By Anna Jauhola
Hallock has been without an indoor movie theater since 1975 when the Grand Theatre burned to the ground.
With the construction of the 400+ seat auditorium at Kittson Central School, Superintendent Bob Jaszczak hopes to bring that amenity back.
Earlier this year, the district purchased an annual license to allow the school to show legally obtained movies, including major productions from companies like Disney and Marvel.
“Even if someone has a Netflix account, we can use that,” Jaszczak said.
There is one catch – this is not a for-profit movie theater, which leaves it under the jurisdiction of District policy. All movies shown in the auditorium to a general audience will have a rating of PG-13 or below.
“This will be a fun thing for the community,” Jaszczak said. “We want to keep it economical for families, hence the $1 for kids and $2 for adults. And we only have that to cover the cost of the licensing.”
Also, outside entities can show films at the auditorium under the District’s license.
The first movie shown in this capacity was “On The Waterfront,” starring Marlon Brando. The classic film was shown Monday evening by the high school Film Studies class and was open to the public.
Film Studies teacher Tina Turn said she has shown this film in class every year she’s taught it, and the idea to show it to the public has always been there.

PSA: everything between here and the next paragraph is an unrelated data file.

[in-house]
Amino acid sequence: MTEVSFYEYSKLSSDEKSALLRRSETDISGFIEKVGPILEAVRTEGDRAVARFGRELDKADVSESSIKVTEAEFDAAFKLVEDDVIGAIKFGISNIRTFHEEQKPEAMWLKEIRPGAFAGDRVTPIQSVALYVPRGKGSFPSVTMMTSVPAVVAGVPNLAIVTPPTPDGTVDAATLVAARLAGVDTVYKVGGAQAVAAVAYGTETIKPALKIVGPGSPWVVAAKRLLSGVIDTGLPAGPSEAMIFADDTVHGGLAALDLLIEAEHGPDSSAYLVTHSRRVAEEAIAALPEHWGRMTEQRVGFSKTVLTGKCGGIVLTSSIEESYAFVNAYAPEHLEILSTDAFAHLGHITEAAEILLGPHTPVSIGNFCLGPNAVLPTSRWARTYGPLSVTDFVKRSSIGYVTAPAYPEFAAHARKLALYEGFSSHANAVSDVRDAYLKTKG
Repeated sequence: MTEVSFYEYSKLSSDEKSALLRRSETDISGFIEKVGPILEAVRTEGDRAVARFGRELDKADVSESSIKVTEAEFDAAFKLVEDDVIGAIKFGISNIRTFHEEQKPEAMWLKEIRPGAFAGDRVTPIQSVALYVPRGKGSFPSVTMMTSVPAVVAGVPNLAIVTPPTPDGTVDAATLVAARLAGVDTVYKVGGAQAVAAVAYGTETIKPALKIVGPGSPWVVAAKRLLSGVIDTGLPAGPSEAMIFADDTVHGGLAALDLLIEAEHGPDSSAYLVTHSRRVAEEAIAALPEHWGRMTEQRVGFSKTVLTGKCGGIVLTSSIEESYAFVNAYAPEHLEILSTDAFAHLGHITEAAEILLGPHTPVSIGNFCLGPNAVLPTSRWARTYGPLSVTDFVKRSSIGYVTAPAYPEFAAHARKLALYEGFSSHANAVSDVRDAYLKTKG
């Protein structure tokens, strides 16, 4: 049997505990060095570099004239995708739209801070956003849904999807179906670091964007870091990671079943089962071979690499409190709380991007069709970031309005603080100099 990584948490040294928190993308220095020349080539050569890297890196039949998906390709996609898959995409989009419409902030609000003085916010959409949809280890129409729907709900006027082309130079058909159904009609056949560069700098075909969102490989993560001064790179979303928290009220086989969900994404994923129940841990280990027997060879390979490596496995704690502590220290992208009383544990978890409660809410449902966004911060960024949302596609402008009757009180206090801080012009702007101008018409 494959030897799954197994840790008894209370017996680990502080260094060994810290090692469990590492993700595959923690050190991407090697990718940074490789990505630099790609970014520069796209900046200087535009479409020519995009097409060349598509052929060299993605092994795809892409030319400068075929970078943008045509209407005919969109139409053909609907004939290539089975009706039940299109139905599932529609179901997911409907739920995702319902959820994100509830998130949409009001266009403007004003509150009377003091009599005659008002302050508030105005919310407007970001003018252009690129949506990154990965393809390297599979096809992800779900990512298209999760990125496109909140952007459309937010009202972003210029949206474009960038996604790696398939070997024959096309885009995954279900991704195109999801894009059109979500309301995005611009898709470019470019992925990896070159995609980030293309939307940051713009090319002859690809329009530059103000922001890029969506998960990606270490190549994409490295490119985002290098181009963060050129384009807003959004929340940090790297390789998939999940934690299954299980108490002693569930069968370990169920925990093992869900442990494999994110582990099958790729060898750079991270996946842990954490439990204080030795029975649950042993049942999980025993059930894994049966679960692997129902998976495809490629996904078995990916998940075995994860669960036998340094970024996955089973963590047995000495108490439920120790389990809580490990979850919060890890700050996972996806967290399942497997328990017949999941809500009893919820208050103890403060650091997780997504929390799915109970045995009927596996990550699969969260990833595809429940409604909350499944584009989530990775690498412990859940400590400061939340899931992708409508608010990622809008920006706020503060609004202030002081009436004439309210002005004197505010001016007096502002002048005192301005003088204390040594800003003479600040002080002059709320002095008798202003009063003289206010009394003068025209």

“I’ve been thinking about this for years,” she said. “But we’ve never had the space to do it that would attract people from outside the school.”
With the auditorium, she jumped on the opportunity to set up a date to show the film for public viewing. Turn hopes to show a few more classic films throughout the year, depending on the availability of the auditorium and interest.
The second movie to be shown will be a Disney classic known as one of the most successful and beloved, “The Lion King.” At 7 p.m. on Friday, Sept. 28, people of all ages can enjoy the fun and nostalgia of this movie.
“It’s tough to offend anyone with a Disney movie,” Jaszczak said. “This was made in 1994, so we figured parents of young children who watched it when they were kids would like to share this experience with their kids.”
Although showing movies at the auditorium will fill an entertainment gap in the community, the public must remember this is not a movie theater. Per District policy, there will be no food or drink allowed in the auditorium during the movies.
Jaszczak said perhaps in the future, they may offer a dessert bar or other treats in the adjoining cafeteria after the movies.
“I’m hoping people are going to be respectful,” he said.
Jaszczak is hoping for a decent turnout and is excited about the possibilities. With 406 available seats in the auditorium, this addition to the community can provide a great opportunity for evening outings. Jaszczak emphasized the first priority for the auditorium is educational purposes, and reiterated the minimal charge to see movies is only to pay for the license to allows the District to show movies.
“The possibilities are very expansive,” he said. “There’s a lot of stuff we can do in the auditorium.”
By Anna Jauhola